In April, Cybereason published a blog describing its research into the DarkSide ransomware strain that infected Colonial Pipeline this past week. Sam Curry, CSO of Cybereason, shares insights on DarkSide and the tactics behind the new breed of ransomware attacks.
Gregory Touhill, the retired Air Force general and former federal CISO under President Obama, minces no words when he describes the Colonial Pipeline ransomware attack as a "global day of reckoning" for critical infrastructure protection.
Tom Kellerman of VMware Carbon Black shares his opinions about whether a nation-state was behind the recent ransomware attack on Colonial Pipeline and what the U.S. government should do to prevent other cyberattacks.
"It's not personal ... It's strictly business." That line from "The Godfather" encapsulates the mindset of criminals who extort businesses using ransomware and other tools: Their imperative is profits, no matter any disruption they might cause to critical services, such as those provided by Colonial Pipeline.
After a ransomware incident, Colonial Pipeline Co. has restored smaller pipelines that ship fuels to the U.S. East Coast, but its larger ones are still offline as it assesses safety. Citing U.S. officials, The Associated Press reports the company was infected by the DarkSide ransomware group.
Colonial Pipeline, which oversees more than 5,500 miles of pipeline that supplies fuel throughout the U.S. East Coast, confirmed Saturday that a ransomware attack has disrupted its services, and the company has taken some of its IT systems offline as a precaution.
The latest edition of the ISMG Security Report features an analysis of whether courts can trust evidence collected by Cellebrite's mobile device forensic tools. Also featured: Report shows attackers' dwell times plummeting; a call for partnership with law enforcement.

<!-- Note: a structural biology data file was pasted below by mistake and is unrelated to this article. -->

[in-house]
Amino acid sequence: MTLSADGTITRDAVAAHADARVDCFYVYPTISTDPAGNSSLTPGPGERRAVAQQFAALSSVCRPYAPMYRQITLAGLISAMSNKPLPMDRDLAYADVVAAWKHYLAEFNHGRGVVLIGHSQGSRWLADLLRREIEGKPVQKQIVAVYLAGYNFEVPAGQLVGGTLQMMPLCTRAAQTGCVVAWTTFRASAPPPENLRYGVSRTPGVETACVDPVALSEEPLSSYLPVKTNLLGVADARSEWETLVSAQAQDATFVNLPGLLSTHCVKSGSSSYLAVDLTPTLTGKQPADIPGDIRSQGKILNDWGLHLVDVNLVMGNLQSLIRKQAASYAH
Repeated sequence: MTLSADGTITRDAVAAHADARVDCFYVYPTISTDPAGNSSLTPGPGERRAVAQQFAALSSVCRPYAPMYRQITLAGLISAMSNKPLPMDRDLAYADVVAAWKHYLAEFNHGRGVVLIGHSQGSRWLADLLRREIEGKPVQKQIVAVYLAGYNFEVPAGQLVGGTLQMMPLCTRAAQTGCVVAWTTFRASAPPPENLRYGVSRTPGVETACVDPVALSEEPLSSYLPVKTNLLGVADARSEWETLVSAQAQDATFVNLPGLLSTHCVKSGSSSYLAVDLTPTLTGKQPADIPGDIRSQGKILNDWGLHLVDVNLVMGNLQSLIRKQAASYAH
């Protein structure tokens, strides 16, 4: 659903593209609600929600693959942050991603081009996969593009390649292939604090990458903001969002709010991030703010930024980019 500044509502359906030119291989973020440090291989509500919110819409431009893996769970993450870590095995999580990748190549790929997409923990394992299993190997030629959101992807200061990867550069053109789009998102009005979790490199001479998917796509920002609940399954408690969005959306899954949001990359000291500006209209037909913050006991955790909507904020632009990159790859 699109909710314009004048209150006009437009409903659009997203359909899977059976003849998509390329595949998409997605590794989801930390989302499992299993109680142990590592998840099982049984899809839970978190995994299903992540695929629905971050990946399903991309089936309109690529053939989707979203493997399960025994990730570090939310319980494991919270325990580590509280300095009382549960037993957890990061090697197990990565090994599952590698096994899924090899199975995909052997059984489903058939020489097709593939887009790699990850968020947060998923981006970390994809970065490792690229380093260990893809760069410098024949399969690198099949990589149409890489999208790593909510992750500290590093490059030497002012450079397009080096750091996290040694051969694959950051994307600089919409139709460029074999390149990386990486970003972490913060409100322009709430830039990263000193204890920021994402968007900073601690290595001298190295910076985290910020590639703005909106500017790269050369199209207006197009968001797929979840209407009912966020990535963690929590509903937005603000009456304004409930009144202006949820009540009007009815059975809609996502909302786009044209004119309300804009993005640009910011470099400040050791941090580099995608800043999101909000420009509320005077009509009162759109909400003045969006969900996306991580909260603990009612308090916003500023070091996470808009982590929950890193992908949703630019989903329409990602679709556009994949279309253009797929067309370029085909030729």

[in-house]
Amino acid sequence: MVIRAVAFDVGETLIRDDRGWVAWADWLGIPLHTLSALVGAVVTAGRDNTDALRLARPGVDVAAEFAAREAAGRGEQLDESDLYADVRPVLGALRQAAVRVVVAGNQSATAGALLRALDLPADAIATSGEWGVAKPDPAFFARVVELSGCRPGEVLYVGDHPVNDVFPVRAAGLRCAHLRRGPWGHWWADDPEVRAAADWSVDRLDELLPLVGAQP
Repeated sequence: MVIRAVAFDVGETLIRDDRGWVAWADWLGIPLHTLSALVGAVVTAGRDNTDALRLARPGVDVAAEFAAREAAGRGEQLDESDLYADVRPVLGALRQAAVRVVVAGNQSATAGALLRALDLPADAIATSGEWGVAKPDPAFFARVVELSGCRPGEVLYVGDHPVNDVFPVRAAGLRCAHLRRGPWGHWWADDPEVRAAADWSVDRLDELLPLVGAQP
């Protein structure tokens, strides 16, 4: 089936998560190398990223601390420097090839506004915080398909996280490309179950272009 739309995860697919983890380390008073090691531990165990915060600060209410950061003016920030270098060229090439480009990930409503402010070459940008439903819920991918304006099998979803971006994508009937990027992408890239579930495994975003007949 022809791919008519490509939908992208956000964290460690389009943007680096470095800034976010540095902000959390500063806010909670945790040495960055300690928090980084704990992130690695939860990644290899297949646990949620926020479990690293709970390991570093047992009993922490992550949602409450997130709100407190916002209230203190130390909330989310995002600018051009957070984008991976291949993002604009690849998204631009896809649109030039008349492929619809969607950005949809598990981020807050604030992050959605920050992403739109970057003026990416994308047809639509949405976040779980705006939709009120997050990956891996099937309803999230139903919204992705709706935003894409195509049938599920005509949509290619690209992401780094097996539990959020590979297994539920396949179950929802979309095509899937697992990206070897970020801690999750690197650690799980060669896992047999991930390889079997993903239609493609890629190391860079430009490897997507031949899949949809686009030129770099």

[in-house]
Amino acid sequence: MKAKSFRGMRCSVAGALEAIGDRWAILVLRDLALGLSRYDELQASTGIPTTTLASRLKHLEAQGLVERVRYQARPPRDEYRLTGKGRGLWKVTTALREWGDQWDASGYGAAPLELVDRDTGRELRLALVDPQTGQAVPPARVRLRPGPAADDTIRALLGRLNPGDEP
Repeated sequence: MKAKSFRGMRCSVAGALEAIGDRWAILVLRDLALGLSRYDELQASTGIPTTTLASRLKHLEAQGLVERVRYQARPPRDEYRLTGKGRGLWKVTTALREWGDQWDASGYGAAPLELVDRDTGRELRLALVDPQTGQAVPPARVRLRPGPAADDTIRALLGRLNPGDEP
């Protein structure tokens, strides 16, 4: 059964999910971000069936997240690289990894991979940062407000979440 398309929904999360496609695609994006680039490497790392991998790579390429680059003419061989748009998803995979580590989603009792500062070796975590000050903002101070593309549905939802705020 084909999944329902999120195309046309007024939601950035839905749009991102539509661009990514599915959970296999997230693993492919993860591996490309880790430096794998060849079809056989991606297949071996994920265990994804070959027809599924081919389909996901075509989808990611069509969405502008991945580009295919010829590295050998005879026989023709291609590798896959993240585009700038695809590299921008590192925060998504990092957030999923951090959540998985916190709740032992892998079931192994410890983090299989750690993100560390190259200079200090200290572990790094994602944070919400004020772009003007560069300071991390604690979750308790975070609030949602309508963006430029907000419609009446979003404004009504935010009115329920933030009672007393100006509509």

The Babuk ransomware gang says it will no longer launch attacks but instead will make its malware source code available for other attackers to use. The gang took credit for recent attacks against the Washington, D.C. Metropolitan Police Department and the Houston Rockets basketball team.
The latest edition of the ISMG Security Report features an analysis of ransomware gang REvil’s threat to release stolen Apple device blueprints unless it receives a massive payoff. Also featured: discussions of the importance of a “shift left” strategy and efforts to secure cryptocurrencies.
The U.S. Cybersecurity and Infrastructure Security Agency, Ivanti and FireEye report that federal agencies and other entities have been compromised by two attack groups, with one possibly acting on behalf of the Chinese government. The groups are exploiting vulnerabilities in Ivanti's Pulse Connect Secure.
The latest edition of the ISMG Security Report features an analysis of whether the FBI removing malicious web shells from hundreds of compromised Microsoft Exchange Servers could set a precedent. Also featured is a description of an unusual fraud scam plus an update on security product development trends.
Researchers at the security firm Intel 471 report cybercriminal gangs are using a newly uncovered malicious document builder called "EtterSilent" to create differentiated, hard-to-discover, malicious documents that can be deployed in phishing attacks.
The latest edition of the ISMG Security Report features an analysis of retailer Fat Face’s awkward "strictly private and confidential" data breach notification. Also featured: Discussions on the ethics of buying leaked data and the rise of central bank digital currencies.
Read the Solution Brief to learn how Fortinet solutions including email security, SaaS application security, malware protection, and identity and access management products—all part of the Fortinet Security Fabric—provide comprehensive protection for organizations using Microsoft 365.